Anyone looking for a great book on careers or the psychology of work is easily overwhelmed by the thousands of books out there to choose from. Thankfully, you need not look any further. Here is a list of some of the best that I can strongly recommend for you. Each of them is well written and provides thoughtful advice about navigating the subtleties of career management.
by Cliff Hakim
Hakim is a deep thinker. In this groundbreaking work he shows us how we can find lasting happiness by taking a good, hard look at what makes us tick as human beings. He shows us that when we are truly motivated by what we do, work can indeed seem effortless and deeply pleasurable.
The Office Survival Guide
by Marilyn Puder-York, Ph.D.
The individual who does not quite understand how organizations really work is bound to make errors in his or her job. Puder-York, a clinical psychologist by training, gives real-life examples of her HR consulting work. Her vignettes can at times be painful to read because they can be a powerful reminder of past errors.
by William Arruda and Kirsten Dixson
Aruda and Dixson understand what it takes to stand out as a professional in a highly competitive business environment. Much of their advice is commonsense, but they often also go beyond what’s obvious. You will, most of all, learn how you can go about building a stellar reputation as a doer and go-to person.
by David Corbett
The over-fifty crowd can be anxious about its relevance in a high-speed, youth-driven marketplace. Corbett reassures us that there are plenty of opportunities for experienced boomers who are willing to take stock of their interests and skills and put together a portfolio of experiences and activities.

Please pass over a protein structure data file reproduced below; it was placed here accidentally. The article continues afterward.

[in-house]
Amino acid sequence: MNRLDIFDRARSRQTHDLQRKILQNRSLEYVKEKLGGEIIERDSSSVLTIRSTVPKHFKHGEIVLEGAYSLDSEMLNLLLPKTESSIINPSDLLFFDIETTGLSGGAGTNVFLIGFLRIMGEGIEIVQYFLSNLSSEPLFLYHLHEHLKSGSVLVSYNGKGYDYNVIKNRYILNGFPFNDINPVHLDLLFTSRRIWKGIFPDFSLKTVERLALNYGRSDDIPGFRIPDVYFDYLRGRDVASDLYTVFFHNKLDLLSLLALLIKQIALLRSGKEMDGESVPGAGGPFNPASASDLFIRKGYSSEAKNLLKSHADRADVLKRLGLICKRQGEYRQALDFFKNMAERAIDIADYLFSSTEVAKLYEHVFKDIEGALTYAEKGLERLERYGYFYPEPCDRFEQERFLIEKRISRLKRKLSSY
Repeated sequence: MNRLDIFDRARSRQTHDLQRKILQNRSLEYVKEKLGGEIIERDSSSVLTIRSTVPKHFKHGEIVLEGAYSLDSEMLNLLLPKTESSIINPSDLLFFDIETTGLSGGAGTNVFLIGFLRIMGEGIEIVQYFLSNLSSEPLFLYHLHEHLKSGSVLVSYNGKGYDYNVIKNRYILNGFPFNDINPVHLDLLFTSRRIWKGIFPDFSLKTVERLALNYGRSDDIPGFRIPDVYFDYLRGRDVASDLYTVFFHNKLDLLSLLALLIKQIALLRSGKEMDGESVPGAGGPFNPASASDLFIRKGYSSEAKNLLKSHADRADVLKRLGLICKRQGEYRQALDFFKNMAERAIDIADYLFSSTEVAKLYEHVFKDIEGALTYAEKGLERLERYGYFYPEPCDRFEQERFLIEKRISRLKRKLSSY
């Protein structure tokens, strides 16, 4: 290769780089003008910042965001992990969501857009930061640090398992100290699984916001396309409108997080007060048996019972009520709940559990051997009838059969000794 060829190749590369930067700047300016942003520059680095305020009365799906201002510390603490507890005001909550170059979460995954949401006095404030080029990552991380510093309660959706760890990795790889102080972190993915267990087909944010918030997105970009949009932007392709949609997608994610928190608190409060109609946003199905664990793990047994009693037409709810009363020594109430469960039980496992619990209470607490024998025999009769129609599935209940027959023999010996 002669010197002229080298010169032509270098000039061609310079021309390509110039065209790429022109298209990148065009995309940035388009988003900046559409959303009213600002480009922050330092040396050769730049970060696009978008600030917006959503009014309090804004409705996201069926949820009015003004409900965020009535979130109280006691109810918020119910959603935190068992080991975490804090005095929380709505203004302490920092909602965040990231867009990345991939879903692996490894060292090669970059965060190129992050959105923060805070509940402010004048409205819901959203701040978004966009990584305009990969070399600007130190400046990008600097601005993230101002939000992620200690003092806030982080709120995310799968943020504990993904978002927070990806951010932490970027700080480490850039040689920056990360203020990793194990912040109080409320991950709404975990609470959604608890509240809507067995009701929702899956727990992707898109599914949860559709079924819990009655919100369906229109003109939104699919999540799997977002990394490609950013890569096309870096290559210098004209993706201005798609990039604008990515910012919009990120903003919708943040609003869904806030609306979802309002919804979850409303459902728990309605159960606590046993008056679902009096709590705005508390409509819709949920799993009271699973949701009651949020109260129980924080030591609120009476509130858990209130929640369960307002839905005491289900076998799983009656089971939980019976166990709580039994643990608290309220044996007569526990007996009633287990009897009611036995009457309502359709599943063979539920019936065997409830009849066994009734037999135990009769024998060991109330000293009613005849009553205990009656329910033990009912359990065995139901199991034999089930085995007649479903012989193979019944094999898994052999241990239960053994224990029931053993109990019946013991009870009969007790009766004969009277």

CEO of Me
by Ellen Ernst Kossek and Brenda Lautsch
When the world around us seems to pull us in a thousand directions it can sometimes be hard to be in touch with what we want and we need professionally and personally. This book does a terrific job helping us sort through our natural inclinations and our current needs to create the right mix of work, family and finances.
It’s All Politics
by Kathleen Reardon, Ph.D.
Success in business requires a good amount of political sensitivity and skill. Reardon’s convincingly argued tome is an intelliegent reflection on the necessity of paying close attention to delicate interpersonal dynamics when conduction tricky negotiations or making well-orchestrated career moves.
On Becoming A Leader
by Warren Bennis
Bennis’ book is a classic for the ages. Anyone with an interest in the art and science of leadership is guaranteed to enjoy this book. You won’t find any magic bullets there, but rather a reflective meditation on what it means to lead.
The Seven-Day Weekend
by Ricardo Semier
Maverick billionaire serial entrepreneur Ricardo Semier asks dozens of provocative questions about how a business can be run that most managers and CEOs would rather avoid entirely. He questions some of the most established “truths” about hierarchy, information sharing, labor policies, and profit sharing.
by Dan Ciampa
Leaders often complain about how lonely it can be at the top. Ciampa tells us it does not have to be that way. He is full of wise and fully tested suggestions about how leaders can build advisory networks that will help break the isolation, increase effectiveness and thrive even in difficult times.